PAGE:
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The Hermann Grid Visual Illusion

How many colors do you see in this image?

Hermann Grid

While there are really only two colors in the grid, the high contrast black and white areas fool the eyes into perceiving a gray circle at each intersection. The illusion results from retinal cells adjusting the brightness of an image by adjusting the intensity of the light signal in many small sections, which allows you to see a wide range of both bright and dark details in the same image, unlike a computer monitor or TV screen that has one brightness setting for the entire image.

Retina Anatomy The size of these small sections is determined by the size of neural receptive fields in the retina. The fovea, an area near the center of your retina with the highest resolution vision, has the smallest receptive fields and the highest number of photoreceptor cells. Areas of your retina dedicated to peripheral vision have larger receptive fields, and therefore, lower resolution viewing. Inhibitory lateral connections between cells in the peripheral retina help determine the edges of the rough shapes perceived with the low resolution peripheral sight. These lateral connections turn down brightness.

In the Hermann Grid, the intersection that you are looking directly at (orange circle) falls onto the fovea, which has very little lateral inhibition due to the small receptive field and high concentration of photoreceptors. Our perception within this area is fairly accurate, and we see the area as either white or light gray. In the area within the green circle, the dark and light areas are balanced, so no gain adjustment is needed, and we see this area as white. At the peripheral intersections (purple circle), most of the receptive field is flooded with white light, causing strong lateral inhibition which results in reduced gain and an area that appears gray.

Hermann Grid Explanation


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18 Responses

  1. Ben says:

    is black a color?

  2. Caroline says:

    Ben –

    Good question. The answer is “depends”.

    Almost all visible colors are created using one of two systems of primary colors.

    Transmitted colors (RGB) use red, green and blue. Color displays use red, green, and blue pixels for the display screen. In this system, colors are added to create white and subtracted to create black.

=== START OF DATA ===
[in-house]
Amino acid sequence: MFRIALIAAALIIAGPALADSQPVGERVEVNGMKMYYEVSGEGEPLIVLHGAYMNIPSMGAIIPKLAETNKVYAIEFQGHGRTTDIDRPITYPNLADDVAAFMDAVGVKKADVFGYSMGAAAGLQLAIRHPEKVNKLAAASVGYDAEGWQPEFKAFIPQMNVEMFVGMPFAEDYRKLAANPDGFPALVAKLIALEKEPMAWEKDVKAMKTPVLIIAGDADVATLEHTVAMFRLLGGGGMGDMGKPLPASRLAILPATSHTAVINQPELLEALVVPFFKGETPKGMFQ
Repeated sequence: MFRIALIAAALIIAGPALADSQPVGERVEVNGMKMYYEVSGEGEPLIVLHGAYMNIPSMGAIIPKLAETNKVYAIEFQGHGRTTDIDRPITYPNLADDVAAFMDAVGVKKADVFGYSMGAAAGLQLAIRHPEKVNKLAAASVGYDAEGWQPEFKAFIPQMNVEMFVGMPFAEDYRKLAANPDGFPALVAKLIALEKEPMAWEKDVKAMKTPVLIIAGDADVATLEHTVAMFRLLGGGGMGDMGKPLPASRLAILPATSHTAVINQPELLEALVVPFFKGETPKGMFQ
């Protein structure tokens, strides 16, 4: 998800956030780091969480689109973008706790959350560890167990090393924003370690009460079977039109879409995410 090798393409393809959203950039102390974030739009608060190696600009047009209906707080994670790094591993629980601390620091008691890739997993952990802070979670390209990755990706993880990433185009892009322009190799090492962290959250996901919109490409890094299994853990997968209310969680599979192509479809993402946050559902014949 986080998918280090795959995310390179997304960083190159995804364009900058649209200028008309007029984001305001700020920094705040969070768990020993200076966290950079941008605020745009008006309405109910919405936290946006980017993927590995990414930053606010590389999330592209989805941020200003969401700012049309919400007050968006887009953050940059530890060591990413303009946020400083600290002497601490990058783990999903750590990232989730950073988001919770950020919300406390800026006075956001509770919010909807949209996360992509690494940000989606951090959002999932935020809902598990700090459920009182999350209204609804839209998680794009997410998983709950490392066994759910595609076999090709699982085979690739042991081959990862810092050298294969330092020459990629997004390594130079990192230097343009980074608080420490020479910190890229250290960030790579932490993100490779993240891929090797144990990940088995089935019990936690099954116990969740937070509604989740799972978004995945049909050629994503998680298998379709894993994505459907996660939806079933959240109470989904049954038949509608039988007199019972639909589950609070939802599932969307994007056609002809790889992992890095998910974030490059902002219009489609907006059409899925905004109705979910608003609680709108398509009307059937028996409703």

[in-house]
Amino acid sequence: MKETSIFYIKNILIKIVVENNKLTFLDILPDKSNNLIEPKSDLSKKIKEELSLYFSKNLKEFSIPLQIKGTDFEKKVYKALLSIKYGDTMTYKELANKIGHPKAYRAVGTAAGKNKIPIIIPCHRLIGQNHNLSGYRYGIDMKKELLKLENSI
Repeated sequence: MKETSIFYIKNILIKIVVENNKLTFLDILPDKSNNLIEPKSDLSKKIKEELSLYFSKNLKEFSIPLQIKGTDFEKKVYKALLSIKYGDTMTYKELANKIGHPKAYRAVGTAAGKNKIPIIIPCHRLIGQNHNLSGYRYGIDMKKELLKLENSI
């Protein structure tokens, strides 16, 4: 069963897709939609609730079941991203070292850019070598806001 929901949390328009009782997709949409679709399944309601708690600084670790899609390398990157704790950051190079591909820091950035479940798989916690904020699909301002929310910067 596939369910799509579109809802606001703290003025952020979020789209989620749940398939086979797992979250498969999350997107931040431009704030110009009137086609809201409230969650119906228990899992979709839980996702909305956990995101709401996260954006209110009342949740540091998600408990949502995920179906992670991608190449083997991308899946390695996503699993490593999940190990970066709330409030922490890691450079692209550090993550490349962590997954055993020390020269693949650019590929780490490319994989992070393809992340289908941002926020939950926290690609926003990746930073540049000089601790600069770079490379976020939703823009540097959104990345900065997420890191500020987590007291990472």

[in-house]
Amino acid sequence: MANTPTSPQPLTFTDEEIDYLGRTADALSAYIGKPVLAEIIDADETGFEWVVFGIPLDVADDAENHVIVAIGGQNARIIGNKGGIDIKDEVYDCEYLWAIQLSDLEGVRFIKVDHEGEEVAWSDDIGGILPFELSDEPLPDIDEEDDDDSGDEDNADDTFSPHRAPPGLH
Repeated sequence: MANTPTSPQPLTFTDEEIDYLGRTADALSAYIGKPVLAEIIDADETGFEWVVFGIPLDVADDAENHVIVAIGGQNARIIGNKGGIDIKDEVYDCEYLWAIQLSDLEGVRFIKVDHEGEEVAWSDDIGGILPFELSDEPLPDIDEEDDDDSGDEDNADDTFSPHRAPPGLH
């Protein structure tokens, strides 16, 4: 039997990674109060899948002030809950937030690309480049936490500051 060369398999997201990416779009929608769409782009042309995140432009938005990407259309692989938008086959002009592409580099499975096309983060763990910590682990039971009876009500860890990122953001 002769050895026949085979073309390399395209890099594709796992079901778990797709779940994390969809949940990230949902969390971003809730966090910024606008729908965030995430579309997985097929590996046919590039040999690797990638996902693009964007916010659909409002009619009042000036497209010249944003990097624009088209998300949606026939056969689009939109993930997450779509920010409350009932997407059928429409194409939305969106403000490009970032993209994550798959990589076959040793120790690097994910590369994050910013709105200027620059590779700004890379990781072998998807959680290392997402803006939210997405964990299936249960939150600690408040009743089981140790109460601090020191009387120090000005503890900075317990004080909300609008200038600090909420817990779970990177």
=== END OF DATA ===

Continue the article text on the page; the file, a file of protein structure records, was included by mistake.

Reflected colors (CMY) use cyan (light blue), magenta (purplish-red), and yellow. Color printing uses CMY (colors are subtracted to create white but added to make black). In theory, equal parts of cyan, magenta and yellow ink make black, but the blacks tend to be muddy. Thus, a pure black fourth ink is always used in the four color CMYK process (K for blacK).

    So, black can be all colors or the lack of color! It depends if you are reflecting or transmitting.

  3. r says:

    black and white are shades. therefore, i see no colours.

  4. jeremy says:

    black white and grey…..3 colors

  5. miss says:

    that didnt work for me, i could only see the black and white.

  6. Julie Ann. says:

    i can see 3 colors.

  7. Theofanis says:

    two colours, the grey is not on the paper, your mind creates by the combination of black and white

  8. Katie says:

    in all technicallity, there are no “colors” in the field. There are 3 shades, black, gray and white. I didn’t see the gray until I read on about it. It was there but I just didn’t realize it was a part on the question.

  9. catiana271 says:

    Looks like the total absence of color and all the colors to me
    (black and white)
    I don’t see the gray

  10. Jake says:

    Black is not a color…. its the absense of color… so there are 2 colors visible

  11. Spin says:

    I see grey when i relax my eyes

  12. Spin says:

    I also see orange, red and green dots in the white intersection points

  13. iyana says:

    i said there are 3

  14. wil says:

    its lilboo in i think this is crazy

  15. Deepthi says:


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